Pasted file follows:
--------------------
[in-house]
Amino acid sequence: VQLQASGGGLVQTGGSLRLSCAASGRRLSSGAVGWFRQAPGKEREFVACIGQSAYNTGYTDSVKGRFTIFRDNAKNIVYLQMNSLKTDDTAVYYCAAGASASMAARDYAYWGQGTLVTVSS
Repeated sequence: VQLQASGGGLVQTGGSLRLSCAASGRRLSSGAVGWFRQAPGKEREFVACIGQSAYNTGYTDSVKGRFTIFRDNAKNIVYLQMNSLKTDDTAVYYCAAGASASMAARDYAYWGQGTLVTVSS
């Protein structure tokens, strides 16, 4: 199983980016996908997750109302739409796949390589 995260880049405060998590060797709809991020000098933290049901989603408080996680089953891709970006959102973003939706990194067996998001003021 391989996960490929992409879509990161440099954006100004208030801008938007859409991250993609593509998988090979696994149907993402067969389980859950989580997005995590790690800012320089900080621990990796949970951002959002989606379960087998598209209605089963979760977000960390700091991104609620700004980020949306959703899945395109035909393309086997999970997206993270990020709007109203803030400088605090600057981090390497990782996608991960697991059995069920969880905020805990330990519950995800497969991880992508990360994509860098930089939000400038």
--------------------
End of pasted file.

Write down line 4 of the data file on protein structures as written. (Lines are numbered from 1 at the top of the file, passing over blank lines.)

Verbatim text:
């Protein structure tokens, strides 16, 4: 199983980016996908997750109302739409796949390589 995260880049405060998590060797709809991020000098933290049901989603408080996680089953891709970006959102973003939706990194067996998001003021 391989996960490929992409879509990161440099954006100004208030801008938007859409991250993609593509998988090979696994149907993402067969389980859950989580997005995590790690800012320089900080621990990796949970951002959002989606379960087998598209209605089963979760977000960390700091991104609620700004980020949306959703899945395109035909393309086997999970997206993270990020709007109203803030400088605090600057981090390497990782996608991960697991059995069920969880905020805990330990519950995800497969991880992508990360994509860098930089939000400038």